Another cross post from an earlier, diary thing, once again with minor edits.
These statistics have been around for a while now, but are still rather relevent. I knew about the UK government census results regarding Britain's religious beliefs - 72% Christian, 14-23%+ atheist or agnostic, and the largest minority religion is Islam, at approximately 3%.
Based on the YouGov poll results 35% of Britons don't believe in God, while 44% do. I've heard before the idea that most self identified Christians in Britain are largely just describing their vague idea of ethics and morality; that they don't even necessarily believe in God or Christ. The Telegraph - that epitome of reliable reporting - mournfully makes the same point here about the discrepency between the census (which simply asked people what their religion was,) and YouGov results, which asked about specific beliefs. The explanation sounds vaguely reasonable, too, given how few people regularly attend Church (approximately 7%.)
Some of those questions in the YouGov poll and the responses are bizarre. Do people believe in a Supreme Being other than God? One is forced to speculate how long a certain Church has been covertly infiltrating British society. And the number of atheists/agnostics who still want the Queen to be Protector of the Faith and head of the Anglican Church is extremely bizarre. Again, there seems to be a genuine sense amongst people that Christianity is simply what it means to be good, rather than a specific religion with its own dogmas and appeals to magic.
We lack America's constitutional prohibition against religious entanglement in government, though one of our traditions is, loosely, religious freedom and equality. So, regarding the YouGov's multiple choice questions about faith schools, the lack of option about getting rid of state funded faith-based schools because they're ruddy crazy at the best of times strikes me as a severe ommission.
My heartfelt lament about government established and funded religions aside - and understanding full well that the ways that people view themselves do not necessarily reflect how they behave - I do like this conclusion, regardless of how poor the evidence supporting it is:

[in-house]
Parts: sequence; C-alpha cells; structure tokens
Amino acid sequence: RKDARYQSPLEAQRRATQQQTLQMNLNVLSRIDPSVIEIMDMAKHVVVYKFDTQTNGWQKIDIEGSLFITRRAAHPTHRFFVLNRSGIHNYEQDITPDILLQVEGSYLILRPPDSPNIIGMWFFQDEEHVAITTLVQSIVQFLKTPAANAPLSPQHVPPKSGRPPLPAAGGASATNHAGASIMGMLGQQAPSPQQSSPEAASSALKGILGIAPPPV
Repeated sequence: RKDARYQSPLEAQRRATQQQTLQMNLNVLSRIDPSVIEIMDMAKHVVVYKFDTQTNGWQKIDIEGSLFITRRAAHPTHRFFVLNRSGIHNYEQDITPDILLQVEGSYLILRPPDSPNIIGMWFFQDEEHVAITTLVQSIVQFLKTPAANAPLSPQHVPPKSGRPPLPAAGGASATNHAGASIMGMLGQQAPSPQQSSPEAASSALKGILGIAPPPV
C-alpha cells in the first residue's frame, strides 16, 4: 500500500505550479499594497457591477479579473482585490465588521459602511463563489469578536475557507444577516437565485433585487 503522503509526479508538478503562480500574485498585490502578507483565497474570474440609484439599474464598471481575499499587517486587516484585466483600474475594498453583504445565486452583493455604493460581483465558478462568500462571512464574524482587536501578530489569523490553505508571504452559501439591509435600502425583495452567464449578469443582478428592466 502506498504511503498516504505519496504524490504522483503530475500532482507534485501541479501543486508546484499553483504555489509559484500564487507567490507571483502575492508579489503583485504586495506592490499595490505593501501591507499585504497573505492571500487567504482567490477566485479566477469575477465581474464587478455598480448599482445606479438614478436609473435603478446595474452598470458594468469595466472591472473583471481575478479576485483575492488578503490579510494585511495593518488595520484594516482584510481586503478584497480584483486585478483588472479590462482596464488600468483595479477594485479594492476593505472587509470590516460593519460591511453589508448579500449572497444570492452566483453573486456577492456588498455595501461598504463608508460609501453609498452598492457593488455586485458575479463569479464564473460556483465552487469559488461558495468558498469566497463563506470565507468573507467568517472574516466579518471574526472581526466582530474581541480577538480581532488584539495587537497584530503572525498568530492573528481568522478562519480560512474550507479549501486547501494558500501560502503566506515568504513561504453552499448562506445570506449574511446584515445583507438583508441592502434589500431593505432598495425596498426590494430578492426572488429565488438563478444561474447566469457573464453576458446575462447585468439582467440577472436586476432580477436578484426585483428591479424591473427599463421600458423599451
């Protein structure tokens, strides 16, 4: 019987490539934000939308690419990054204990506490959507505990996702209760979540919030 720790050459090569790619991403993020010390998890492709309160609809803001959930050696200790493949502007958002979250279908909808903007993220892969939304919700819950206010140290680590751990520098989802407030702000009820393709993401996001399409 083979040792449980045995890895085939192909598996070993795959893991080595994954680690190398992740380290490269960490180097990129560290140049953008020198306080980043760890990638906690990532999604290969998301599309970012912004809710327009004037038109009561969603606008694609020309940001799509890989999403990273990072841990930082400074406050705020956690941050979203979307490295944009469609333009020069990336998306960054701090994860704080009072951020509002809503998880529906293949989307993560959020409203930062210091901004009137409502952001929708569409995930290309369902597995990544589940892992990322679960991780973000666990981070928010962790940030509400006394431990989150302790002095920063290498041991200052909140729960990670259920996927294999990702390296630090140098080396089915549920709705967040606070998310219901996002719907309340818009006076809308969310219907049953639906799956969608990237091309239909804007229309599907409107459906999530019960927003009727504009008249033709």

Well, mostly. There are instances in which I think that religion is given a pass not granted to other webs of beliefs and philosophies, a pass it shouldn't have. For instance the United States of America has a rather nasty habit of exempting Christian Scientists, Jehovah's Witnesses and others from child negligence laws (both groups refuse certain medical treatments for their children - blood transfusions in the case of the Jehovah's Witnesses, and everything in the case of the Christian Scientists. Many States in America specifically allow people from significantly large religions - but no others - to deny such treatment to children.)
Faith healing and prayers don't work medical miracles; they don't save lives or salve maladies, it's that simple. Even when belief simply isn't true I think it should be protected; people should always be allowed the option to hope, to believe, even to pray for others to get better. All of these things can help in the same way, and for the same reasons: knowing that people care and want to help can make a difference (albeit often senstationalised and grossly over-stated,) in peoples' recovery.
However, antivaccine nuts should not be allowed to put their own children and others at risk for the causes of pseudoscience, ignorance and dishonesty; children should not be allowed to die for lies or untested, even incorrect beliefs. Most people, religious people certainly included, would agree, too. Is there any reason this shouldn't apply to religious beliefs, too? There are standards of knowledge and understanding, and the best one; that is to say the one with the most successes, the one most adept at fixing its own mistakes, capable of overthrowing its own long-held ideas in the face of evidence, which can be carried out and replicated by all people, is science. Further, if we decide as a society that there should be limits to the way legal guardians treat their children - that they shouldn't beat or sexually abuse them, for example, and that they have a responsibility to make informed decisions on their charges' behalf - why should religion over any other individual belief be granted special dispensation in these same areas?
But yes, Britain has a Hell of a lot of self-identified Christians who don't believe in God, and atheists who want Christianity to be bound up in government (and one certainly hopes a lack of Straussian ethics involved with that last point.) Human beings are bizarre.
-The Rev. Schmitt.